The short answer is through the arrangement of buildings and space you can encourage making pedestrianism safer and better, but there is still the infrastructure component and that is the retrofit of existing streets to provide the tracks and the shared rights of way for bicycles. That is largely outside of the realm of these regulations we are talking about. In the event of major development that is building new roads and new streets, those streets should accommodate bike paths, but short of that he doesn't know how to promote the installation of bike infrastructure.

He hopes when it is time to make improvements, they accommodate bikes and it is not just making wider turning radius for cars, but a bicycle lane is installed at the same time. That is a public works planning continual capital improvement programming process and not so much regulating the use and the development of individual properties. He wants to see more ways of advancing changes to the built form to accommodate and encourage bicycle use.

Ms. Roane said the PC has been very progressive in asking for those. They were able to get a bike path in front of Walgreens which was not required, but it was requested by the PC and the developer complied. With Walmart we were able to get a bike path along their piece of Rt. 16.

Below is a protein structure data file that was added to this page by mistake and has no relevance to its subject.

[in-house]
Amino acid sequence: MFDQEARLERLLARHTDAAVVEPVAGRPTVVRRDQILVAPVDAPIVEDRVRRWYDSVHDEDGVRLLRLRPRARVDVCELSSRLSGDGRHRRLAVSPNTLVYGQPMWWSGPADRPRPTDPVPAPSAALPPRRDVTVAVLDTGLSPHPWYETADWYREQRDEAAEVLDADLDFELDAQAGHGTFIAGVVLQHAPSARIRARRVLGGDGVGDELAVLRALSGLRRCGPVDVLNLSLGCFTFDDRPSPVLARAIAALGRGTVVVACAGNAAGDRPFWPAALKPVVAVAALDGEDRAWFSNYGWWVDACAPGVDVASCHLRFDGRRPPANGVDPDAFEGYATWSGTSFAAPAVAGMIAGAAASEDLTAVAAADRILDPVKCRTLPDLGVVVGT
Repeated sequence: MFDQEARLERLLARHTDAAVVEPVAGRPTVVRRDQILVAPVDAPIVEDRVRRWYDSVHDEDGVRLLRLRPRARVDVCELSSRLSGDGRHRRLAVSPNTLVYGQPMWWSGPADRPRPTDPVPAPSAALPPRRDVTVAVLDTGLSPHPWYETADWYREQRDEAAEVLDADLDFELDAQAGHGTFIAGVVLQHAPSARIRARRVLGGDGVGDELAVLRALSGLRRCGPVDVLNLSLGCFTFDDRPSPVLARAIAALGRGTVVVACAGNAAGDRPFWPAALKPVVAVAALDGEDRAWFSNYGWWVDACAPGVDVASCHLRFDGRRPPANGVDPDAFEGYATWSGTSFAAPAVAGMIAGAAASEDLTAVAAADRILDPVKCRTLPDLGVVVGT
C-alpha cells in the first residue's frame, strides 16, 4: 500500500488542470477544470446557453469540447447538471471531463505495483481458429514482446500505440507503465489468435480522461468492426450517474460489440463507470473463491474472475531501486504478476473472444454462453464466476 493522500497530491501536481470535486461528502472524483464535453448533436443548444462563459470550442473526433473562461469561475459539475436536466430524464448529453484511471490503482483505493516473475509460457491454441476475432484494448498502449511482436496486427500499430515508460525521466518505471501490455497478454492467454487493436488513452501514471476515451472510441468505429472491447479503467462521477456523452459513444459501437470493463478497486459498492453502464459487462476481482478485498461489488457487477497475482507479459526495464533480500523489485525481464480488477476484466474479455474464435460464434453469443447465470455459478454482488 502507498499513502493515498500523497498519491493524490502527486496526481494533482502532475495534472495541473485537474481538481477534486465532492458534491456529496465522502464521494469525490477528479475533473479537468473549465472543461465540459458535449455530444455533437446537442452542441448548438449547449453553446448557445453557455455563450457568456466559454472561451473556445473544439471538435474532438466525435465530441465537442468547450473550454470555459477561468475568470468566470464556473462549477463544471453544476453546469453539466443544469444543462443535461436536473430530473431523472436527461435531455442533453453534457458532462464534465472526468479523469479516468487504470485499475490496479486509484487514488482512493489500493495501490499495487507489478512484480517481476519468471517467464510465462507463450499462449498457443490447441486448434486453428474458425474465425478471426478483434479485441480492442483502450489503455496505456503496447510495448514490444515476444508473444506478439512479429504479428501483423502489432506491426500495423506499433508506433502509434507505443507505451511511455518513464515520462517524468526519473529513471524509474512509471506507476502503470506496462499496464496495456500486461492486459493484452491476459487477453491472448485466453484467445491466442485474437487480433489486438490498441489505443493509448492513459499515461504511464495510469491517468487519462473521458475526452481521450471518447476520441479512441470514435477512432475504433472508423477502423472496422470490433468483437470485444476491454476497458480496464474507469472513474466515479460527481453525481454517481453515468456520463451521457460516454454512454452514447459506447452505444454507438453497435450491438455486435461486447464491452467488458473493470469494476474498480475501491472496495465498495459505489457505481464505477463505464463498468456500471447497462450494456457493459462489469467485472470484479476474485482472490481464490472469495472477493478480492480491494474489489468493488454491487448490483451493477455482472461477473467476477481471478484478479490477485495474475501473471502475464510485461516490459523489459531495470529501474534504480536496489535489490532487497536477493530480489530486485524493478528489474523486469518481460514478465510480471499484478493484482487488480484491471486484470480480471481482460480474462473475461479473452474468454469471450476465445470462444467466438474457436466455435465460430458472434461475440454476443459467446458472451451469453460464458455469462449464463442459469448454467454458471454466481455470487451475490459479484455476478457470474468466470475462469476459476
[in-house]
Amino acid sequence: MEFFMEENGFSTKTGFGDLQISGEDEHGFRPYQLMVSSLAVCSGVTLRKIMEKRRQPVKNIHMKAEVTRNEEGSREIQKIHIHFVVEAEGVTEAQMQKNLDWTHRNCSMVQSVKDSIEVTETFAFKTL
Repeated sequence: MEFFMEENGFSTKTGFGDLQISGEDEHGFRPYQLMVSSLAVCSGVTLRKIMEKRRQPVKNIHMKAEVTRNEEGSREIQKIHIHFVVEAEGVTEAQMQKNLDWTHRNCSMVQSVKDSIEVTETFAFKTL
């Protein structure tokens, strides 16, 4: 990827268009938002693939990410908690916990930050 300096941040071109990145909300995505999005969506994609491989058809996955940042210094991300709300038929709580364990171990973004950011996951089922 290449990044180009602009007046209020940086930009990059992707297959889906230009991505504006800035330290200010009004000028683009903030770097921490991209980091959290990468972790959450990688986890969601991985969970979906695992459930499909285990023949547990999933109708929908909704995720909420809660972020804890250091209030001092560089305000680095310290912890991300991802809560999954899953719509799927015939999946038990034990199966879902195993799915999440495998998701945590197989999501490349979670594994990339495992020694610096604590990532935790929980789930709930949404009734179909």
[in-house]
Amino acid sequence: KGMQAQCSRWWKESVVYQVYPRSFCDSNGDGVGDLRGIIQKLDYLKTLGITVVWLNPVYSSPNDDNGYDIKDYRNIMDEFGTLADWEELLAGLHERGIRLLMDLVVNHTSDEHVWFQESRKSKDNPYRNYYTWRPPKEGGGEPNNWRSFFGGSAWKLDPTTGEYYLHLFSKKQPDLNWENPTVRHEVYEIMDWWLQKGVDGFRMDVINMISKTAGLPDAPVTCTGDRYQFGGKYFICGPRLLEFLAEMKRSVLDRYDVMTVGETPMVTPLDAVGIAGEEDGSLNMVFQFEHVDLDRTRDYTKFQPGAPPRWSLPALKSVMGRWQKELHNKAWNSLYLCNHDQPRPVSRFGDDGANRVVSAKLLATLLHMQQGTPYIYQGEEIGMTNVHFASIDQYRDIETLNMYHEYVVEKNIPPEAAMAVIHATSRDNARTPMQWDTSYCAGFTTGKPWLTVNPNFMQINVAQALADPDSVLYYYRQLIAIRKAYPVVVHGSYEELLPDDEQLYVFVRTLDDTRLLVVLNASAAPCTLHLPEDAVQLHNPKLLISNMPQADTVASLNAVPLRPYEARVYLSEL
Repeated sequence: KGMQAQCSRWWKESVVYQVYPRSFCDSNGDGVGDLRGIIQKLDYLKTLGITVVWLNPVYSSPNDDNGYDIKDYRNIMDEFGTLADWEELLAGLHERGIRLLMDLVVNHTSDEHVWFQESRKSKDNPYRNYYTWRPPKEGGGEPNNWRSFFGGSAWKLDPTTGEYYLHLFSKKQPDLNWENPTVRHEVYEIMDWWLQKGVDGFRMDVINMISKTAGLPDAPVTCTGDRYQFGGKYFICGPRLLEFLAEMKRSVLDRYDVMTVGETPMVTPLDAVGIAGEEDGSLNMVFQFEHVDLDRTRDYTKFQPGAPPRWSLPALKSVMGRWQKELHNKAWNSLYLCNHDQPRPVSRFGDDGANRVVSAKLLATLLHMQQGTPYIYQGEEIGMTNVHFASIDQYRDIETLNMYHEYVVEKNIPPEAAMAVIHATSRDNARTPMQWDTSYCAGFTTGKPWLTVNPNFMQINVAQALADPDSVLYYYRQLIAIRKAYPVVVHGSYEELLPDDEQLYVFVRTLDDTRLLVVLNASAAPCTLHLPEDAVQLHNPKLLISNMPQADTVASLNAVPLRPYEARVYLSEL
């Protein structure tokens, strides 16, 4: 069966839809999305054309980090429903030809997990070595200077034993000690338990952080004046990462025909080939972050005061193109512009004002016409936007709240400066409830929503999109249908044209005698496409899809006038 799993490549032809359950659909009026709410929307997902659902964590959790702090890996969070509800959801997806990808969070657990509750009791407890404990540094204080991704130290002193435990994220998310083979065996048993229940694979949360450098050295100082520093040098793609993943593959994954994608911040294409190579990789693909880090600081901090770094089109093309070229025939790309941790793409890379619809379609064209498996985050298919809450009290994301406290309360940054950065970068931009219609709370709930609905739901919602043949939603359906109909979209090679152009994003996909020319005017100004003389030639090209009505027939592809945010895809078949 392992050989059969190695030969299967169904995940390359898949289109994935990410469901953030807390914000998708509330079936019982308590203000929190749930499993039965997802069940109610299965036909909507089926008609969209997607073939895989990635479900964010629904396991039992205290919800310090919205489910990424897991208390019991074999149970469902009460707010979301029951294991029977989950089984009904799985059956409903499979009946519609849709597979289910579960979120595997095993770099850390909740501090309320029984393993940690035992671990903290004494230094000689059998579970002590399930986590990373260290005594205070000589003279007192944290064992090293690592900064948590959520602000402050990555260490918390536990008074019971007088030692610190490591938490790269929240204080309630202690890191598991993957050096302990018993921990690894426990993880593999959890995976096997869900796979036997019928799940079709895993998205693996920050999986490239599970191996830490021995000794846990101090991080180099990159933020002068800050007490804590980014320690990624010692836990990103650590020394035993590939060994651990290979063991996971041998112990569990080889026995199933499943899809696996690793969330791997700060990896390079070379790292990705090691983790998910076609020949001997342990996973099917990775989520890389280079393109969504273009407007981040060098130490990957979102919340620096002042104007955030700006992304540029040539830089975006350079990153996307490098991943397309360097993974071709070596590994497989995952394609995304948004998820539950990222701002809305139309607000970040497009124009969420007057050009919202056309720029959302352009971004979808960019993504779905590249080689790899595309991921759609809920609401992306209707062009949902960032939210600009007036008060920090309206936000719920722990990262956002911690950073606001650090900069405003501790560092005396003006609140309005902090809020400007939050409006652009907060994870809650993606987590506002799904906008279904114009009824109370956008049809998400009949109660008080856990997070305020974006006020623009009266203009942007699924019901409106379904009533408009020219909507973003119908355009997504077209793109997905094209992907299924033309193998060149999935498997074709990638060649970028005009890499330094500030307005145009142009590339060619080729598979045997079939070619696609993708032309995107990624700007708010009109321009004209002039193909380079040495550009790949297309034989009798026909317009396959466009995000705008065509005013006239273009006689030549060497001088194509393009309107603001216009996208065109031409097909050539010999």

Mr. Jakubiak said knowing a little bit about the planning law he struggles with how to require offsite improvements that build your bike system as a condition of developmental approval. That is a very nebulous area. He does not know if they have the background yet, the data and the support for those types of regulations. That would begin building the infrastructure. What they need to make that happen is a plan the PC adopts stating this is the network of bike paths and makes the most sense for the City. The Department of Public Works (DPW) has determined they are technically needed given the demands generated by these developments.

Jay Corvan, Trappe Maryland, thinks there are other cooperative issues like this that could be looked at in the same way like bicycle and pedestrian access. He thinks storm water management could be considered the same way. When you go to commercial sites storm water